And just like that, they were the first label to come calling. Russell Simmons and Lyor Cohen, who ran the label, paid for a Roots showcase in New York City. It was across the street from their old offices on Varick Street, and we went to New York in style: Flintstones style. With the “profits” from Organix, Rich bought a station wagon for three hundred bucks. It was great—except for the fact that the backseat had no floor. You had to lift your legs up so they didn’t hit the pavement rushing by beneath. He put a rug down for cosmetics and safety. Even with the rug, I couldn’t sit there. I was too big. But we all packed in, three people in front, four of the skinniest in the center, and the rest of us Middle Passaging it in the back, lying across the top of our equipment.
I wish I could be there for every band’s label audition. I wish I could serve as a kind of fairy godperson. What I’d tell them is that all those tricks you’re thinking about using, all the razzle-dazzle—set it aside. Leave your innovations at the door. All a label wants are songs they can sell. Our calling card at the time was a kind of freestyle exercise where Tariq would scat to different topics, and that was a showstopper. And Def Jam loved our musicianship and our vision and our energy. Still, they passed. As much as they loved the idea of us, they said, they didn’t know how they were going to market that idea… (cont. on next page)
In a sense, we fell into a crack in the history of hip-hop. Had the showcase occurred in 1991, or early in 1992, we would have been signed instantly. But something had happened in the interim that changed the face of hip-hop, and that was the release of Dr. Dre’s album The Chronic in December 1992—and, more to the point, the way that The Chronic dominated hip-hop sales and radio play and video play through 1993. The Chronic gave a credible artist a taste of massive, multiplatinum success. And while I have nothing bad to say about the Young MCs, Tone Locs, and MC Hammers of the world, Dr. Dre had an obvious cultural pedigree as a pioneering gangsta rapper and top-flight producer. None of that changed the fact that I felt as mixed about The Chronic as I had about Arrested Development. I was as freethinking as the next man, but I liked my hip-hop a certain way, and this was obviously different. I treat important hip-hop events like they’re War of the Worlds, and there have been many times when I have stood there open-mouthed before a turntable or a CD player, asking myself if I can be trusted to believe what I have just heard. Usually, if I have to ask, those albums end up being masterpieces, but at the time I never know how to feel. That was definitely the case with The Chronic. That album sounded so clean and pristine, so anti-hip-hop.I just wasn’t sure if anyone was allowed to do that or not. I was so conflicted. And add to that the fact that I had a strange connection to the record: My father, my mother, and my aunt had recorded an album under the name Congress Alley in 1973, and there was a song on that record called “Are You Looking?” that was sampled in The Chronic’s first single, “Nuthin’ but a ‘G’ Thang.”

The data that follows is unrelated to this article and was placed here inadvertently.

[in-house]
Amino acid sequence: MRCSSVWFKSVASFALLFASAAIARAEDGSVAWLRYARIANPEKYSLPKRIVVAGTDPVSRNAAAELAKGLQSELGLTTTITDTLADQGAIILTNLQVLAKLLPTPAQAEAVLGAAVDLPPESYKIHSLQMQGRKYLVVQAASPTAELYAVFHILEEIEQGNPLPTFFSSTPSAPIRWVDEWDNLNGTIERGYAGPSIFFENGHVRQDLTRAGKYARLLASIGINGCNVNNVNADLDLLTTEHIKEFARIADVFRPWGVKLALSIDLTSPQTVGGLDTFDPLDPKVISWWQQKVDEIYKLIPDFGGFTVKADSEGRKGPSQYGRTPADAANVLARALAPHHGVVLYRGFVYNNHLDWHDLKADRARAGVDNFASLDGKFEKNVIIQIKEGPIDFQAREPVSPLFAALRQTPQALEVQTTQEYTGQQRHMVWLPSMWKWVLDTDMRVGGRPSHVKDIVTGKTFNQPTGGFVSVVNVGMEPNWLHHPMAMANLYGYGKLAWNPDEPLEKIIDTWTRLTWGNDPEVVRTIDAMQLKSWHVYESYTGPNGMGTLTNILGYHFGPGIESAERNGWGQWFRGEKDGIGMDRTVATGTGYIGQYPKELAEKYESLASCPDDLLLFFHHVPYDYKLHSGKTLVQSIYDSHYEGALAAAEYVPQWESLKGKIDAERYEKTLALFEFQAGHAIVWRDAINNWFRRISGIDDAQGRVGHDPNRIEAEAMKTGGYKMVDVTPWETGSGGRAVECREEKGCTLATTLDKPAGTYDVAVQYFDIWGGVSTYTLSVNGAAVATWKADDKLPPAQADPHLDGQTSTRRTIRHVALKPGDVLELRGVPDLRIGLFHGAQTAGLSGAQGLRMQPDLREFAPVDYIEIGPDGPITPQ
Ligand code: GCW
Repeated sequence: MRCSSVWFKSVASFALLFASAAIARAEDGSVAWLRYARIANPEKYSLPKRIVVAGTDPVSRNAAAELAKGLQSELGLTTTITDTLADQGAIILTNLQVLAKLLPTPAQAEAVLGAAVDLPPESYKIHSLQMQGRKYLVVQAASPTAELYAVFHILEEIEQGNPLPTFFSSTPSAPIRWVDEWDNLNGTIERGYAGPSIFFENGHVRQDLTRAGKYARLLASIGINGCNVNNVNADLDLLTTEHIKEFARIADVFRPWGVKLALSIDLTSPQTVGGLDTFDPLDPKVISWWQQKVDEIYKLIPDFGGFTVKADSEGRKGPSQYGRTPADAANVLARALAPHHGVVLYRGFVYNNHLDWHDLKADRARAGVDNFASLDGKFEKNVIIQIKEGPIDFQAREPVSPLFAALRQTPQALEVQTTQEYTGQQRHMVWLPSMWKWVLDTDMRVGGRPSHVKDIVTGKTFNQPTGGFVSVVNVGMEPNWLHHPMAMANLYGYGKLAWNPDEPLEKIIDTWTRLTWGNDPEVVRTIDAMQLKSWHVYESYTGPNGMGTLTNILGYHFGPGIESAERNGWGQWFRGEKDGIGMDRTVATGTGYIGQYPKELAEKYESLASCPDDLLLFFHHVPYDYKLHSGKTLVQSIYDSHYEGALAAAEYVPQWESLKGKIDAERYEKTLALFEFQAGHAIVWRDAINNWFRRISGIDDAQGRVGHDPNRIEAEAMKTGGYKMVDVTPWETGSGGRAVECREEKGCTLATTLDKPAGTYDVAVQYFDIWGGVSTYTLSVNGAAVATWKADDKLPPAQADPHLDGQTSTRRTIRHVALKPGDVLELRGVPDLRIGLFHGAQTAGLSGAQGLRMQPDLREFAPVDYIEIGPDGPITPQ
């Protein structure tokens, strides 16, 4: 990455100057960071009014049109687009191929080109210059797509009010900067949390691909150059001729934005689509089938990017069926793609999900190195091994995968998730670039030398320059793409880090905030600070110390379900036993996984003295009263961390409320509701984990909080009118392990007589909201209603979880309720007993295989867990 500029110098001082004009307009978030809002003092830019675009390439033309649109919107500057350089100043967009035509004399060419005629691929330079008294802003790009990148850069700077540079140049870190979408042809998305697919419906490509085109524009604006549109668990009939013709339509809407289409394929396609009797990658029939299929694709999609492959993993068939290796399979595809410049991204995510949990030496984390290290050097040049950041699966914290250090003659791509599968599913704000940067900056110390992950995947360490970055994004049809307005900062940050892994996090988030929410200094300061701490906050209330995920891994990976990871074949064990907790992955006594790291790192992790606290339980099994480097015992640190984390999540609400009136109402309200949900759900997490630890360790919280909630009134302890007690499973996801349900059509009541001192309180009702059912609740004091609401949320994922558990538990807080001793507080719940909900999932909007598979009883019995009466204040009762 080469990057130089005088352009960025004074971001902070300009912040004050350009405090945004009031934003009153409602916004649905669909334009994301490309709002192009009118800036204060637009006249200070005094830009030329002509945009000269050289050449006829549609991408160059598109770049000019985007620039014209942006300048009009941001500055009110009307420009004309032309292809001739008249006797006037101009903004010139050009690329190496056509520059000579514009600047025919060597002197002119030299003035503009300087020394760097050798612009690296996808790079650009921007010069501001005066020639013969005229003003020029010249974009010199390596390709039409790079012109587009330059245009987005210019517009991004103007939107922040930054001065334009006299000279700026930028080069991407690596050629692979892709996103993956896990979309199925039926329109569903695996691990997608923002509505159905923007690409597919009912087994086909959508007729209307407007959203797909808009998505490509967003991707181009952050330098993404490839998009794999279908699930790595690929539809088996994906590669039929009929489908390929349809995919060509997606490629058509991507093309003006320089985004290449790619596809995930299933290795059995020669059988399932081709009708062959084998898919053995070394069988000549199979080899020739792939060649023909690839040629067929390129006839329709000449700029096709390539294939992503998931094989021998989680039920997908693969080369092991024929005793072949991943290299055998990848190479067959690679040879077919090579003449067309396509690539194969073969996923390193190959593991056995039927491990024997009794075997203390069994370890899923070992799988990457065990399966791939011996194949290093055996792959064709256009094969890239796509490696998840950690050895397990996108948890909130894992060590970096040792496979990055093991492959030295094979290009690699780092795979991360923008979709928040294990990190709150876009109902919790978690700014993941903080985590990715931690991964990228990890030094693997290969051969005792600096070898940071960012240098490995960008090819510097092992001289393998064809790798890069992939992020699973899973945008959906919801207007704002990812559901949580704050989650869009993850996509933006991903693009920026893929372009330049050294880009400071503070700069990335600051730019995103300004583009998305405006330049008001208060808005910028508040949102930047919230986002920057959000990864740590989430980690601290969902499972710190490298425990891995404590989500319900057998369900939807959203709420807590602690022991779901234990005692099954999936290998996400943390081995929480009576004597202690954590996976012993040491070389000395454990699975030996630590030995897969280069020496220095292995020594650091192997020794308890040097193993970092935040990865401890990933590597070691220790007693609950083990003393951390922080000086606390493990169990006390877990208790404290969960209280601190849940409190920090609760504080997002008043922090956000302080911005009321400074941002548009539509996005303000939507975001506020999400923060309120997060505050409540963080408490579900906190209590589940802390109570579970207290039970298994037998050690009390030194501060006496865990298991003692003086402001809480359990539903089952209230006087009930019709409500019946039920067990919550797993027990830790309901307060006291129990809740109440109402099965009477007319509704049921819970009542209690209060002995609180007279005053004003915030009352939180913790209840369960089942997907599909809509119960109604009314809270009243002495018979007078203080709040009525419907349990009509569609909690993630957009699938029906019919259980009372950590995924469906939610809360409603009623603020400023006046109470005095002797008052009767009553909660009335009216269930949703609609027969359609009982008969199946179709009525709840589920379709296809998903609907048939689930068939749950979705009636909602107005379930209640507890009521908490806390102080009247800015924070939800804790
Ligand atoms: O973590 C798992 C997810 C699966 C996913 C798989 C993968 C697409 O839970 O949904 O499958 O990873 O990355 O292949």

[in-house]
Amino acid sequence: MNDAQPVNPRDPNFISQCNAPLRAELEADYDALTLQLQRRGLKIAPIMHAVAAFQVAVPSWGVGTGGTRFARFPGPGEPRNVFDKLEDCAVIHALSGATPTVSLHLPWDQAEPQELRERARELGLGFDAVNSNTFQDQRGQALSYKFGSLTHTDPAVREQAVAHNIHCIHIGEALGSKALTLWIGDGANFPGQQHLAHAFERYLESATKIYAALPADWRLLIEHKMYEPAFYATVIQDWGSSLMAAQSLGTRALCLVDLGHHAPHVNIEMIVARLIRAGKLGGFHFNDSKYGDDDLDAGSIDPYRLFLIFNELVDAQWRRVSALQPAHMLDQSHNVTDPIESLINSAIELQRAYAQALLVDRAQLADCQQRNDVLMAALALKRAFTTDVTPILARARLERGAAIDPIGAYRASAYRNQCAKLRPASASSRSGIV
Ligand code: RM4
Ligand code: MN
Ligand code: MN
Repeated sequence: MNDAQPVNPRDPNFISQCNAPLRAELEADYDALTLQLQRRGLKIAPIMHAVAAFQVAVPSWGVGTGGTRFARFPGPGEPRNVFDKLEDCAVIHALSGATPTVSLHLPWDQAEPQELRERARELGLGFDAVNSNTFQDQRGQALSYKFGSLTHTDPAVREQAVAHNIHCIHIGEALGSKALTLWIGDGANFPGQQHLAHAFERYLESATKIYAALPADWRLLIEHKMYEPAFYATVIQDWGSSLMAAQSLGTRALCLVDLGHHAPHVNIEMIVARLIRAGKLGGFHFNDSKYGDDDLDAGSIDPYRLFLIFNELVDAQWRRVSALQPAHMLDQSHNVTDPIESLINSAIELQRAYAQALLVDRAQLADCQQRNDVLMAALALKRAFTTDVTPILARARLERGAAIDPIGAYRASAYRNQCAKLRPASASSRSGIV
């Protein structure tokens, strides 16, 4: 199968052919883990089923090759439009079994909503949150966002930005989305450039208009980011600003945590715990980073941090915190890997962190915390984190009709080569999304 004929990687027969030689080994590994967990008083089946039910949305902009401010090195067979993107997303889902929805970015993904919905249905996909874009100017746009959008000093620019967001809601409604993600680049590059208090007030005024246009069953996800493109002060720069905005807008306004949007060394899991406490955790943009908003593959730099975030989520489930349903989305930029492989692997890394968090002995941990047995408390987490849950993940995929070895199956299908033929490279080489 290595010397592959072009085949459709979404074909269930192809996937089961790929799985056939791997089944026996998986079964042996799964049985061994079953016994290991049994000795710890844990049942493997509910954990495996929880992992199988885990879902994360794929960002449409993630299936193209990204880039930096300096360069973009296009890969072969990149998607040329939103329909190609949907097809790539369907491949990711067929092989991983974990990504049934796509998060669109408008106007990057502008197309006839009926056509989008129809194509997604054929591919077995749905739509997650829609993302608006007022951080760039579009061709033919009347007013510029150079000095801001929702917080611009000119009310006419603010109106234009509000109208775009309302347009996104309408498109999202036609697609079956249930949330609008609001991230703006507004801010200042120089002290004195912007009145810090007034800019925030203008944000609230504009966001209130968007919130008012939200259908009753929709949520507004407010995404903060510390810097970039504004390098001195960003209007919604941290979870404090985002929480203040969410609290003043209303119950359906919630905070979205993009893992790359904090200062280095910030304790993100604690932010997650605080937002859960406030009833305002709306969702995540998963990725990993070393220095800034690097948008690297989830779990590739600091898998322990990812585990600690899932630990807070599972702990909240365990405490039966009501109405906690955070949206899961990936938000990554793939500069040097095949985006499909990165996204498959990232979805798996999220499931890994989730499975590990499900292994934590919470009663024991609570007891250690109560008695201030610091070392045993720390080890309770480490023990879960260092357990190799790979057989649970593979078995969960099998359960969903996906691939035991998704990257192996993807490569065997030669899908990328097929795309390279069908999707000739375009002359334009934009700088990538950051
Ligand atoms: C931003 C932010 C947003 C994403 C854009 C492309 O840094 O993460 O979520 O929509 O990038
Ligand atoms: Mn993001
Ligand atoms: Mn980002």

Within about six months, I had come around, and I recognized the genius of the record. But it caused a problem for me as an artist, or at least as a potential label signing. Because The Chronic had so much success, labels were focused on getting comparable acts, credible artists who could also sell huge numbers of records. We weren’t that act, and Def Jam recognized that, and when they passed, that dream vanished. Then the parade started. We had dealings with Tommy Boy, the home of De La Soul and Digital Underground; with East/West, home of Das EFX and Snow. Ruffhouse, ironically, never gave us an offer—though even if they had, I probably would have passed. I felt like I knew them too well, and I didn’t want to stay in the neighborhood, so to speak.